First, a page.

"Got all you give me checks for,-seb'm pieces;" and he pointed to two strange articles of luggage waiting their turn to be lifted up,-a long, old-fashioned gray hair trunk, with letters in brass nails upon the lid, and as antiquated a carpet-bag, strapped and padlocked across the mouth, suggestive in size and fashion of the United States mail.

"Never saw them before in my life! There's some dreadful mistake! What can have become of ours?"

"Can't say, ma'am, I'm sure. Don't often happen. But them was your checks."

Mrs. Linceford leaned back for an instant in a breathless despair. "I must get out and see."

"If you please, ma'am. But 't ain't no use. The things is all cleared off." Then, stooping to examine the trunk, and turning over the bag, "Queer, too. These things is chalked all right for Littleton. Must ha' been a mistake with the checks, and somebody changed their minds on the way,-Plymouth, most likely,-and stopped with the wrong baggage. Wouldn't worry, ma'am; it's as bad for one as for t' other, anyhow, and they'll be along to-morrow, no kind o' doubt. Strays allers turns up on this here road. No danger about that. I'll see to havin' these 'ere stowed away in the baggage-room." And shouldering the bag, he seized the trunk by the handle and hauled it along over the rough embankment and up the steps, flaying one side as he went.

"But, dear me! what am I to do?" said Mrs. Linceford piteously. "Everything in it that I want to-night,-my dressing-box and my wrappers and my air-cushion; they'll be sure not to have any bolsters on the beds, and only one feather in each corner of the pillows!"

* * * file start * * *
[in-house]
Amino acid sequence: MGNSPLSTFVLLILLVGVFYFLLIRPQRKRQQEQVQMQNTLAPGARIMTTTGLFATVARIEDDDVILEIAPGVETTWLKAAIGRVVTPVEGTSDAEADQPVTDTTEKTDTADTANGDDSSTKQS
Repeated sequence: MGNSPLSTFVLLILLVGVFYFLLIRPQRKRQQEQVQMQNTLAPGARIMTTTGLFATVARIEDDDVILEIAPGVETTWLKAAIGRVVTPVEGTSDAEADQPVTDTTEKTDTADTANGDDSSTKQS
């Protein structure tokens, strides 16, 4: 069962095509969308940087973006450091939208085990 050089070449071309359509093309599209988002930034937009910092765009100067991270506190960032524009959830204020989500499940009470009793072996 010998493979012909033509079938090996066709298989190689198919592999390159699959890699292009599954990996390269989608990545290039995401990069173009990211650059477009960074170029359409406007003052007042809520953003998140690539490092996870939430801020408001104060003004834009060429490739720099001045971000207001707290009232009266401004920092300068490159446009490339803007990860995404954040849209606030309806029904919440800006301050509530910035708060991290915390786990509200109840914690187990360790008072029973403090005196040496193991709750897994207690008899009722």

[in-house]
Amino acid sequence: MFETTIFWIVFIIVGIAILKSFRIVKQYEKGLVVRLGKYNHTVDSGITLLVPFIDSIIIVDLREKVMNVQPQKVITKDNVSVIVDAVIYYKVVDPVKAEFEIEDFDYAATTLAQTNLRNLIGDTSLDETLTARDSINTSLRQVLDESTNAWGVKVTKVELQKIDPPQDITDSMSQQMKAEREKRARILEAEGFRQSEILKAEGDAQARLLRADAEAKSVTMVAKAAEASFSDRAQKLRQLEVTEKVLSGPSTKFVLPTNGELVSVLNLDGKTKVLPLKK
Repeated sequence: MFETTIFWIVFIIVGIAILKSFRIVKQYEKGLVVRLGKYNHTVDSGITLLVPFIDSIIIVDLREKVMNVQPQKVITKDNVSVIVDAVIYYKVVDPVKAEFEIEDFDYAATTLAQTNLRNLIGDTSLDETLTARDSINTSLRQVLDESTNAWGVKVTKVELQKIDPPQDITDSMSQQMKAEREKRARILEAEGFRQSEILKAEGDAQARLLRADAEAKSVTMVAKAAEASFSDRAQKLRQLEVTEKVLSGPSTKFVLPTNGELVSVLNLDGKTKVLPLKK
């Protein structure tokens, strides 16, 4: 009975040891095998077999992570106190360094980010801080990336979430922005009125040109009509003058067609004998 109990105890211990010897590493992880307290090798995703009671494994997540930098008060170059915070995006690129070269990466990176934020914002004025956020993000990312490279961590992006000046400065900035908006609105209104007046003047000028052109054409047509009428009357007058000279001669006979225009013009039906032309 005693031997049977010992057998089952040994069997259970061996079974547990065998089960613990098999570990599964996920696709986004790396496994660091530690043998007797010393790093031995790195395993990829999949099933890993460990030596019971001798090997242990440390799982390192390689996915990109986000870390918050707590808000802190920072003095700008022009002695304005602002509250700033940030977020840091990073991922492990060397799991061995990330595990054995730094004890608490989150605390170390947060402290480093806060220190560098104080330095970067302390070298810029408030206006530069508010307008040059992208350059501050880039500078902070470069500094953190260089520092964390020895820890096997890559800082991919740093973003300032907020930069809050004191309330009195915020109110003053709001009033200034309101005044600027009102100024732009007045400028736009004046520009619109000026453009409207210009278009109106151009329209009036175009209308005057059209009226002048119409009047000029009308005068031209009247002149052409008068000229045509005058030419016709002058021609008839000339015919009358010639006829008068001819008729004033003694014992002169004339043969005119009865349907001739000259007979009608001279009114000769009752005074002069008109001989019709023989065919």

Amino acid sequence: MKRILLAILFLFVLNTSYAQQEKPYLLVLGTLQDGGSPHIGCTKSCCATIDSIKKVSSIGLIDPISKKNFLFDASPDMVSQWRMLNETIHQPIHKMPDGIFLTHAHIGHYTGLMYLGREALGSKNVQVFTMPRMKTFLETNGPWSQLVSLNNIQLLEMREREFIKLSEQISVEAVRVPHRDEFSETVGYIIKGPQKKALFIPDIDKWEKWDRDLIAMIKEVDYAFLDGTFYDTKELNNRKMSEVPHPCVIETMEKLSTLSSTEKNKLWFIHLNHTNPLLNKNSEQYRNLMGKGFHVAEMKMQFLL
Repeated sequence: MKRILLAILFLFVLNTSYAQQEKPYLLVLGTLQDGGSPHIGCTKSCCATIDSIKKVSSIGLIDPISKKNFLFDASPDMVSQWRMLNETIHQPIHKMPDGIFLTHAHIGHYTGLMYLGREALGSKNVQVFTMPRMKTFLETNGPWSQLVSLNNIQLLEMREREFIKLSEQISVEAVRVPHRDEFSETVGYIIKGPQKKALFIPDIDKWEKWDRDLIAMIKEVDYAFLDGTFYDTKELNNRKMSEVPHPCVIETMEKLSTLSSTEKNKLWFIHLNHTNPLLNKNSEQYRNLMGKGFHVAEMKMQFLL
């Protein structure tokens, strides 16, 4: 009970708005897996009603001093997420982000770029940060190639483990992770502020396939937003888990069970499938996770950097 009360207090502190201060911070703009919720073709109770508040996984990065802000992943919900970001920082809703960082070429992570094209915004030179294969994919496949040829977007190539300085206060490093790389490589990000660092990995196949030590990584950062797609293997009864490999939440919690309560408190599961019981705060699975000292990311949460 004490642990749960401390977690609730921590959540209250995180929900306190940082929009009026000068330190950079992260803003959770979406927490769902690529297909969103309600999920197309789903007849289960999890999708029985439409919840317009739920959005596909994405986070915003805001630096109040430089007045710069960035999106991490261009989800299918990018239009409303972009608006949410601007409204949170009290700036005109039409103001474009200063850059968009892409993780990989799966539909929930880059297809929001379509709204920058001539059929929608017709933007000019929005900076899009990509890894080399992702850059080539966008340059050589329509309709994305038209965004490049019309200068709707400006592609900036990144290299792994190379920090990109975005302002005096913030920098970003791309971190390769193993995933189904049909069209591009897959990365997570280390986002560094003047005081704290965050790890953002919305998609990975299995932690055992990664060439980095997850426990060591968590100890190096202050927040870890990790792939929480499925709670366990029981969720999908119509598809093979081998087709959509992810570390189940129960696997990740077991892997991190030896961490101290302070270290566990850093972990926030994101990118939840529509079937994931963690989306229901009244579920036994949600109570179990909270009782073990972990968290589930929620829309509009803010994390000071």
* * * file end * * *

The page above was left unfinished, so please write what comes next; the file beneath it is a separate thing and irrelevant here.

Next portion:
But this was only the first surprise of annoyance. She recollected herself on the instant, and leaned back again, saying nothing more. She had no idea of amusing her unknown stage companions at any length with her fine-lady miseries. Only, just before they reached the hotel, she added low to Jeannie, out of the unbroken train of her own private lamentation, "And my rose-glycerine! After all this dust and heat! I feel parched to a mummy, and I shall be an object to behold!"

Leslie sat upon her right hand. She leaned closer, and said quickly, glad of the little power to comfort, "I have some rose-glycerine here in my bag."

Mrs. Linceford looked round at her; her face was really bright. As if she had not lost her one trunk also! "You are a phoenix of a traveling companion, you young thing!" the lady thought, and felt suddenly ashamed of her own unwonted discomfiture.

Half an hour afterward Leslie Goldthwaite flitted across the passage between the two rooms they had secured for their party, with a bottle in her hand and a pair of pillows over her arm. "Ours is a double-bedded room, too, Mrs. Linceford, and neither Elinor nor I care for more than one pillow. And here is the rose-glycerine."

These essential comforts, and the instinct of good-breeding, brought the grace and the smile back fully to Mrs. Linceford's face. More than that, she felt a gratefulness, and the contagion and emulation of cheerful patience under a common misfortune. She bent over and kissed Leslie as she took the bottle from her hand. "You're a dear little sunbeam," she said. "We'll send an imperative message down the line, and have all our own traps again to-morrow."